The Lockdown brought many difficulties with it. One of these, is the increase of domestic violence against FLINTA*. In most cases, physical, emotional and psychological abuse does not come from strangers, but family members or partners. These relationships are defined by emotional, familiar, or financial dependencies that because of the intimate abuser-victim-relationship, are often invisible to the outside world and make it harder to grasp for the victim themselves. Often this is connected with shame, guilt and fear. The fear of not finding someone who believes them. Shame of prejudice and reproaches.
Not only the reproaches of others but from oneself. How could someone let themselves be treated like that? How could they let themselves get into that situation in the first place? Worse is having to confront yourself.
How could I let this happen?
Is it my fault?
Am I even really experiencing this, or am I just exaggerating?
It is hard to call our loved ones out on abuse. Abuse always comes with a misbalance of power and manipulation; it is a private and uncomfortable topic. Abusers need to manipulate their victims’ reality. Only if they succeeded in this, they can abuse their victim.
So the victim starts to believe that the violence was only for their own good.
Or the abuser didn’t mean to.
The public space also got more dangerous for FLINTA*. The crisis affected everyone. In some, it triggered a higher violent potential, a higher sex drive or a loss of outliving these desires. We are feeling the effects of it on a daily level. Insults, starring, encroachment, rapes, femicide and murder. Abuse has many faces and we as a society don’t talk about it. If we do, then it’s quickly focused on the perpetrator. Who, when, did what exactly? How could we find them, will they get punished and what would that punishment be?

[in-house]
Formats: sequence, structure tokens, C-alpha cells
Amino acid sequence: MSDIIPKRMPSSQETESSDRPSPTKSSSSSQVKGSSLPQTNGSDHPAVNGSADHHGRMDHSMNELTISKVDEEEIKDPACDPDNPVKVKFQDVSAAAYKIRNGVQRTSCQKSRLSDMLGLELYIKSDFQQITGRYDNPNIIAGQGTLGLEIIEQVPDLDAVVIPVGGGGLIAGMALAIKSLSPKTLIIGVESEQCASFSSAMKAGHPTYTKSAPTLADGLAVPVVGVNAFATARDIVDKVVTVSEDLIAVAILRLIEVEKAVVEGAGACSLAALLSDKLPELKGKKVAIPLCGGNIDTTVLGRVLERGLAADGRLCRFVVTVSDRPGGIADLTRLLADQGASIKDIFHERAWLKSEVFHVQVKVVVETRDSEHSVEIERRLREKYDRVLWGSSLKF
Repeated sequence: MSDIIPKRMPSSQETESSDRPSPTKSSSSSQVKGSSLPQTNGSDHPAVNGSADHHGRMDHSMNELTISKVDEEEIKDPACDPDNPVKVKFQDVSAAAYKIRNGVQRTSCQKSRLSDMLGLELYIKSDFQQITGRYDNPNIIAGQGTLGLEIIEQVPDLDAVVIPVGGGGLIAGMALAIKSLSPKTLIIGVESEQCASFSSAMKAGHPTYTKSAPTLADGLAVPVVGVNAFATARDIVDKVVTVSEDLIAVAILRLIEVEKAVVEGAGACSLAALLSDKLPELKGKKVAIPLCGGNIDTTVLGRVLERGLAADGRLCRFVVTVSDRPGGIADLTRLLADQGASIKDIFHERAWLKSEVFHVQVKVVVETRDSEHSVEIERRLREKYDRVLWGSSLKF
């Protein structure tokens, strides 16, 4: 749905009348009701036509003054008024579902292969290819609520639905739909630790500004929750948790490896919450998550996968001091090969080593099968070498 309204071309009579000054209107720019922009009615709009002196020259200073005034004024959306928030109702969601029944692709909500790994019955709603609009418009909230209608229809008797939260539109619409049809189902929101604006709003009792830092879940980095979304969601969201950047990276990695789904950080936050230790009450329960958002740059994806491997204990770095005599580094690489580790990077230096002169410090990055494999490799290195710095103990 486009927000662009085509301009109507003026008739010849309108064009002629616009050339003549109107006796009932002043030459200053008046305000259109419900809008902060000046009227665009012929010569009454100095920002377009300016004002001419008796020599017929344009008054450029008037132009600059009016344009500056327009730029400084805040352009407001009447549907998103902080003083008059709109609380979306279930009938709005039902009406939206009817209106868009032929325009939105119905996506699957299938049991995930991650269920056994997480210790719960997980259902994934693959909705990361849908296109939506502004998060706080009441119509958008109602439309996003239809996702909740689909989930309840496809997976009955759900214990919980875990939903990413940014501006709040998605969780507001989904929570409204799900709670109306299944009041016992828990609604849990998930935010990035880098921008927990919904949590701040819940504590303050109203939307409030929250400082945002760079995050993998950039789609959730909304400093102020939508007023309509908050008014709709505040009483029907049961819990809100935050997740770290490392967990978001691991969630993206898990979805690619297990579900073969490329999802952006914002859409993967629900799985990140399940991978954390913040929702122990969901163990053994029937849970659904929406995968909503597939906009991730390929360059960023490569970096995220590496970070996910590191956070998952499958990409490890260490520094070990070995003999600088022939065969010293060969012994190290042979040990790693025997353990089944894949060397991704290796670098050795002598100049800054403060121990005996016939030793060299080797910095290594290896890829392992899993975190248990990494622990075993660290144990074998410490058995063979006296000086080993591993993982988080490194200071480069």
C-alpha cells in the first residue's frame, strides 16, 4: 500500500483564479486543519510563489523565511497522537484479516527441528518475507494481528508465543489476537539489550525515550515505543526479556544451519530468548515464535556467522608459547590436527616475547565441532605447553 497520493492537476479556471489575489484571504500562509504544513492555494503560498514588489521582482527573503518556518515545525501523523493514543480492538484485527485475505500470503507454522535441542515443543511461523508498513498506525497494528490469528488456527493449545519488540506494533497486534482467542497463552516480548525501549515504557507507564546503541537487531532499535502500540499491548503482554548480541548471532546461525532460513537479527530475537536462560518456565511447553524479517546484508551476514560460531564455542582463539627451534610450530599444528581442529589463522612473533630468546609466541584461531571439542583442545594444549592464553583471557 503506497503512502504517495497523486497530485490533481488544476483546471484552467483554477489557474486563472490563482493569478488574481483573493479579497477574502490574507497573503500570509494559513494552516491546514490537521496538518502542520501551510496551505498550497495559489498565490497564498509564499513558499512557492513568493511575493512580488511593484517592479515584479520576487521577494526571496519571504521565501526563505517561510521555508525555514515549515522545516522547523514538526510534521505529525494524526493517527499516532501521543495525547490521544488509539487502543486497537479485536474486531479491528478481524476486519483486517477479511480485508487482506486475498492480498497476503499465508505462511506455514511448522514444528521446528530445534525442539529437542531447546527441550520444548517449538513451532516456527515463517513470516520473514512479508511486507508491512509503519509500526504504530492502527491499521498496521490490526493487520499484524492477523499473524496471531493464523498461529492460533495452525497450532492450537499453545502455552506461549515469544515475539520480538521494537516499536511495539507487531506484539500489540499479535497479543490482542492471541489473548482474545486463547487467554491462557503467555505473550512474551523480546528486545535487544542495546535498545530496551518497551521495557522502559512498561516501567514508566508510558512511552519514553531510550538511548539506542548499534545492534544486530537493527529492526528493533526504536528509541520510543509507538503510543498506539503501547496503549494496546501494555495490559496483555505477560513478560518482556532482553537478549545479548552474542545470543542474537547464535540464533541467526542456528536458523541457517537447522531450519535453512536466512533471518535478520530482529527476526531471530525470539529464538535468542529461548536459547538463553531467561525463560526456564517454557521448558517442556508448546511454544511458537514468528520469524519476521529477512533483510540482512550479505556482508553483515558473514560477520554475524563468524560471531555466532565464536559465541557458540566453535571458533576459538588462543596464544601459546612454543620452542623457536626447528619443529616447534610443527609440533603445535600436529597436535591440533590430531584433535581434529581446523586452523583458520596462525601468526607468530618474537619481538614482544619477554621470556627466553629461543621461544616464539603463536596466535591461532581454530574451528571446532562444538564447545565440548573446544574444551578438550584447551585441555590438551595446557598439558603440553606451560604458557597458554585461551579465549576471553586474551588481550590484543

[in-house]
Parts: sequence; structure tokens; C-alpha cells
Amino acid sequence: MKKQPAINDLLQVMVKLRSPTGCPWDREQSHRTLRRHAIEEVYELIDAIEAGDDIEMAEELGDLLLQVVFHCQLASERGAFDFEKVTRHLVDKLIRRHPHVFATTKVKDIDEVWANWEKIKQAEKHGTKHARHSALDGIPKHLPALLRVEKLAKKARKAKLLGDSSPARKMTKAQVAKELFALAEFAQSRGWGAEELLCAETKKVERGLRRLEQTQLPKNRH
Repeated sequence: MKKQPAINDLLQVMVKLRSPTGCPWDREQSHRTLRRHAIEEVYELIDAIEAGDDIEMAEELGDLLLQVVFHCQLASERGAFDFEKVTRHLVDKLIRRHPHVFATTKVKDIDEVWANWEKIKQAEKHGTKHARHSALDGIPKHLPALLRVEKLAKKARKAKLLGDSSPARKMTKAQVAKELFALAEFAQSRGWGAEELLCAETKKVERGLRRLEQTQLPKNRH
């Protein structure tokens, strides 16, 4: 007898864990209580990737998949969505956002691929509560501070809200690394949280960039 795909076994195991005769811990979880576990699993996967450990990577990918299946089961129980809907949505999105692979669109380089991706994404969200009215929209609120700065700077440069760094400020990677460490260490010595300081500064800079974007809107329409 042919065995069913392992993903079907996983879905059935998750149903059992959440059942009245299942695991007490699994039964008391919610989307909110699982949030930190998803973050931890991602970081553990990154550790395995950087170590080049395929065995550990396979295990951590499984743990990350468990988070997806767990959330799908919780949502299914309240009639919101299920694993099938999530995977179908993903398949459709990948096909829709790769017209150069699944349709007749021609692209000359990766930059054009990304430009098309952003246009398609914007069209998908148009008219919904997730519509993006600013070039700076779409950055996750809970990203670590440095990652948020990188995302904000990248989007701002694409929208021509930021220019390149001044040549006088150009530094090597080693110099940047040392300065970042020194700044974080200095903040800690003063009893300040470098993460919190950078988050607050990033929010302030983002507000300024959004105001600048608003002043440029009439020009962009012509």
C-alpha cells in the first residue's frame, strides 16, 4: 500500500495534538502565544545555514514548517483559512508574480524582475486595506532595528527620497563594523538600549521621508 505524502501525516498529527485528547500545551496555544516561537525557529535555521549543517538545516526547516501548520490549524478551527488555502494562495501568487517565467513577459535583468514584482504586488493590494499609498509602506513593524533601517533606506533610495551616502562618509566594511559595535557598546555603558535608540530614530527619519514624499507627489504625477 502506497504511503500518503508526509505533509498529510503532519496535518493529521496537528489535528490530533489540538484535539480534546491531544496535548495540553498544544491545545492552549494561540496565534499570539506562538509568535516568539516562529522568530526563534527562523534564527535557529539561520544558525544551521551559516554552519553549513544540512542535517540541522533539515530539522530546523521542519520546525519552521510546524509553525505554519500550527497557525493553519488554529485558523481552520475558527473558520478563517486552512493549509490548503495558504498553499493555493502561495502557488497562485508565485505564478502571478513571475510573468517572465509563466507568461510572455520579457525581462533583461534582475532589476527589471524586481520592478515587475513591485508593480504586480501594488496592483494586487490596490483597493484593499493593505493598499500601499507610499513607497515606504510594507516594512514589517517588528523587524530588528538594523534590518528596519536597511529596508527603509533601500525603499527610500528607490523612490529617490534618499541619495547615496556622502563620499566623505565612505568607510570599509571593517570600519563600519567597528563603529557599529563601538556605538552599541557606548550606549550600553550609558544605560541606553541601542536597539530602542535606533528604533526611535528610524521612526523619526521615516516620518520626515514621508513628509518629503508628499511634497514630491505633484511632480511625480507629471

Society rarely looks at the victim.
How do we react? How do we live on? Which possibilities do we have?
‘Boundary Set’ is an awareness work, but first and foremost it is a work made for the affected and to encourage them. It is for everybody who feels abused in their boundaries. For those who got their reality manipulated and don’t know what to believe anymore. For those who question themselves and if they’re on the right track. For those who question if they are worth it, if they can make it or if they are allowed to.
It is always hard to set boundaries. Specific groups in society are socialised to forget their own boundaries for the sake of others. If one counts to this group of society and gets told from a young age to put their focus on the wellbeing of others and not themselves, they will of course have trouble to know what their boundaries even are. It is hard for us to even recognise, that someone abuses or abused us. Even harder, is to change the deeply routed behaviour.
It is hard letting go of something that became a survival instinct.
And still, it is the only way out.
Only with a constant confrontation with our boundaries, with our self worth, with our acknowledgment of our own needs and realities, is there an improvement for us.